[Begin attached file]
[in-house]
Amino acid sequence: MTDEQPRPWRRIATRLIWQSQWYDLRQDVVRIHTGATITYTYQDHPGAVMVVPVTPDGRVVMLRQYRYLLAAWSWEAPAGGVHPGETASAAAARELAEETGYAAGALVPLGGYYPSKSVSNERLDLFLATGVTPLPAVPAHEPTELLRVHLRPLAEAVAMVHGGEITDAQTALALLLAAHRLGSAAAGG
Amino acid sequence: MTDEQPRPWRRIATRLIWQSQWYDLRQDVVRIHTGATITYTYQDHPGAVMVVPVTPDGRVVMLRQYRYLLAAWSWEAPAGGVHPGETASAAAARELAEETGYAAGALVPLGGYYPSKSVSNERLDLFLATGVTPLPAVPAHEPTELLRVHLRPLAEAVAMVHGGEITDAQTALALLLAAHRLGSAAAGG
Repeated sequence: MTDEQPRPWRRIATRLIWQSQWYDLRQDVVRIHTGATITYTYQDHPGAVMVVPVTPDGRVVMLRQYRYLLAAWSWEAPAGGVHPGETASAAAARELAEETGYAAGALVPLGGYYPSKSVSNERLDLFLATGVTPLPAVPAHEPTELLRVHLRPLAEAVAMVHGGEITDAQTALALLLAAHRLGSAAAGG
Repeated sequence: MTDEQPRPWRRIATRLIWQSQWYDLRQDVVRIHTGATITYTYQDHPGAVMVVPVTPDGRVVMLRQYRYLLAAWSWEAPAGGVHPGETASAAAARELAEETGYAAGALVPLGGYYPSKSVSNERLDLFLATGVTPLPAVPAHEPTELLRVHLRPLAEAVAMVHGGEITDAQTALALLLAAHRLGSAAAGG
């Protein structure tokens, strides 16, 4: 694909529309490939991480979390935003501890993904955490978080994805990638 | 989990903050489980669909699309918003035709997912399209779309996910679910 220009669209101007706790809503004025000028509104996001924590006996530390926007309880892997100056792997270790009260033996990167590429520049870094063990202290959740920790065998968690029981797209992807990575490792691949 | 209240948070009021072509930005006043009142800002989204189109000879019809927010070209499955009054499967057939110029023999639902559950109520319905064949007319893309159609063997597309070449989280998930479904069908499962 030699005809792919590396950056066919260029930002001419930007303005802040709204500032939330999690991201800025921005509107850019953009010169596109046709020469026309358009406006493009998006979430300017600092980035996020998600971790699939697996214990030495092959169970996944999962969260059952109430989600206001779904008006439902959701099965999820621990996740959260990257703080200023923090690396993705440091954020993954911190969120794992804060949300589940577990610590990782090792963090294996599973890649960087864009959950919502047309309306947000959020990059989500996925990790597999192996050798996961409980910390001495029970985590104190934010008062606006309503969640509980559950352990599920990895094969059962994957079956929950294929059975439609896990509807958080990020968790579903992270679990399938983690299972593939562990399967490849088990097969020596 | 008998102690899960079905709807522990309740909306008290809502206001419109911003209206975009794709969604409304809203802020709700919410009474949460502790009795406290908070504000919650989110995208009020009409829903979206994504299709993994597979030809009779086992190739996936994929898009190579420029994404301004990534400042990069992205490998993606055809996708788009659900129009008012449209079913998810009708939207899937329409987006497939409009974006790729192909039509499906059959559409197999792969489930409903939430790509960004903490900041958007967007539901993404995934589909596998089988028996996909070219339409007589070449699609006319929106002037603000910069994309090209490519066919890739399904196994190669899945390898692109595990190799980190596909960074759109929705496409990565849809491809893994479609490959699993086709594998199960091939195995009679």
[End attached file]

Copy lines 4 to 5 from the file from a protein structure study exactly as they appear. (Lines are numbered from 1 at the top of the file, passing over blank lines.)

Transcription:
Repeated sequence: MTDEQPRPWRRIATRLIWQSQWYDLRQDVVRIHTGATITYTYQDHPGAVMVVPVTPDGRVVMLRQYRYLLAAWSWEAPAGGVHPGETASAAAARELAEETGYAAGALVPLGGYYPSKSVSNERLDLFLATGVTPLPAVPAHEPTELLRVHLRPLAEAVAMVHGGEITDAQTALALLLAAHRLGSAAAGG
Repeated sequence: MTDEQPRPWRRIATRLIWQSQWYDLRQDVVRIHTGATITYTYQDHPGAVMVVPVTPDGRVVMLRQYRYLLAAWSWEAPAGGVHPGETASAAAARELAEETGYAAGALVPLGGYYPSKSVSNERLDLFLATGVTPLPAVPAHEPTELLRVHLRPLAEAVAMVHGGEITDAQTALALLLAAHRLGSAAAGG